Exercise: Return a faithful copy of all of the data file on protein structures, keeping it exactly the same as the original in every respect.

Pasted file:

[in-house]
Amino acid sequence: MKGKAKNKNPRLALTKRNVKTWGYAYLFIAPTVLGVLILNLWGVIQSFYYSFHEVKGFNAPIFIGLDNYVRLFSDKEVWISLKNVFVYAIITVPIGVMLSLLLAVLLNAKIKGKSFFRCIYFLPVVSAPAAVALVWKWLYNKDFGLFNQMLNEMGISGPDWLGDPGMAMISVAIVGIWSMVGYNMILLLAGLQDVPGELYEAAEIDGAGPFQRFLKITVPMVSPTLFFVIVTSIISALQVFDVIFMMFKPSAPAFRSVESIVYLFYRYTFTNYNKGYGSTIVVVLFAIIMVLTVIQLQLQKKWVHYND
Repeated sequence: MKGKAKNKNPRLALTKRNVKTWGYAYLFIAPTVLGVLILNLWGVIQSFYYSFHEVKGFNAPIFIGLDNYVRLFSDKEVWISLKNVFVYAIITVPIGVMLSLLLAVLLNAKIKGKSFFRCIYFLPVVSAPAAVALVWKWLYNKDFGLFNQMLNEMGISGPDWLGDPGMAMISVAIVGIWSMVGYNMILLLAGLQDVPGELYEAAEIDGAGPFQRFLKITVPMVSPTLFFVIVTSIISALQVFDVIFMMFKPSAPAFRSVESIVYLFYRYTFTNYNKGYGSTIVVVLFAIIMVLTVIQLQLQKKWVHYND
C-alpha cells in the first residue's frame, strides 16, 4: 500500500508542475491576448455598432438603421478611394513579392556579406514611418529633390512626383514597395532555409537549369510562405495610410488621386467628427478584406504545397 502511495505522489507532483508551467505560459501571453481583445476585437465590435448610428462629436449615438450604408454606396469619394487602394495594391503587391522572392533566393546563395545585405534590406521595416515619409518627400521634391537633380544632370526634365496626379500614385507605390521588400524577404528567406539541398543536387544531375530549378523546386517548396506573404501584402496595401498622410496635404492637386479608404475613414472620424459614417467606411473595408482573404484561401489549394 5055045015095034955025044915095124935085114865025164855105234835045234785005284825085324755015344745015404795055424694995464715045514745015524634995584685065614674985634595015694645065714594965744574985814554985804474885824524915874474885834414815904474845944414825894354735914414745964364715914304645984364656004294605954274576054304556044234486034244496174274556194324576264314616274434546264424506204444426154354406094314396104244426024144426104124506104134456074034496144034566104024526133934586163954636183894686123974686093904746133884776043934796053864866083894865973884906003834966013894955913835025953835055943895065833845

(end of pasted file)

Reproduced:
[in-house]
Amino acid sequence: MKGKAKNKNPRLALTKRNVKTWGYAYLFIAPTVLGVLILNLWGVIQSFYYSFHEVKGFNAPIFIGLDNYVRLFSDKEVWISLKNVFVYAIITVPIGVMLSLLLAVLLNAKIKGKSFFRCIYFLPVVSAPAAVALVWKWLYNKDFGLFNQMLNEMGISGPDWLGDPGMAMISVAIVGIWSMVGYNMILLLAGLQDVPGELYEAAEIDGAGPFQRFLKITVPMVSPTLFFVIVTSIISALQVFDVIFMMFKPSAPAFRSVESIVYLFYRYTFTNYNKGYGSTIVVVLFAIIMVLTVIQLQLQKKWVHYND
Repeated sequence: MKGKAKNKNPRLALTKRNVKTWGYAYLFIAPTVLGVLILNLWGVIQSFYYSFHEVKGFNAPIFIGLDNYVRLFSDKEVWISLKNVFVYAIITVPIGVMLSLLLAVLLNAKIKGKSFFRCIYFLPVVSAPAAVALVWKWLYNKDFGLFNQMLNEMGISGPDWLGDPGMAMISVAIVGIWSMVGYNMILLLAGLQDVPGELYEAAEIDGAGPFQRFLKITVPMVSPTLFFVIVTSIISALQVFDVIFMMFKPSAPAFRSVESIVYLFYRYTFTNYNKGYGSTIVVVLFAIIMVLTVIQLQLQKKWVHYND
C-alpha cells in the first residue's frame, strides 16, 4: 500500500508542475491576448455598432438603421478611394513579392556579406514611418529633390512626383514597395532555409537549369510562405495610410488621386467628427478584406504545397 502511495505522489507532483508551467505560459501571453481583445476585437465590435448610428462629436449615438450604408454606396469619394487602394495594391503587391522572392533566393546563395545585405534590406521595416515619409518627400521634391537633380544632370526634365496626379500614385507605390521588400524577404528567406539541398543536387544531375530549378523546386517548396506573404501584402496595401498622410496635404492637386479608404475613414472620424459614417467606411473595408482573404484561401489549394 5055045015095034955025044915095124935085114865025164855105234835045234785005284825085324755015344745015404795055424694995464715045514745015524634995584685065614674985634595015694645065714594965744574985814554985804474885824524915874474885834414815904474845944414825894354735914414745964364715914304645984364656004294605954274576054304556044234486034244496174274556194324576264314616274434546264424506204444426154354406094314396104244426024144426104124506104134456074034496144034566104024526133934586163954636183894686123974686093904746133884776043934796053864866083894865973884906003834966013894955913835025953835055943895065833845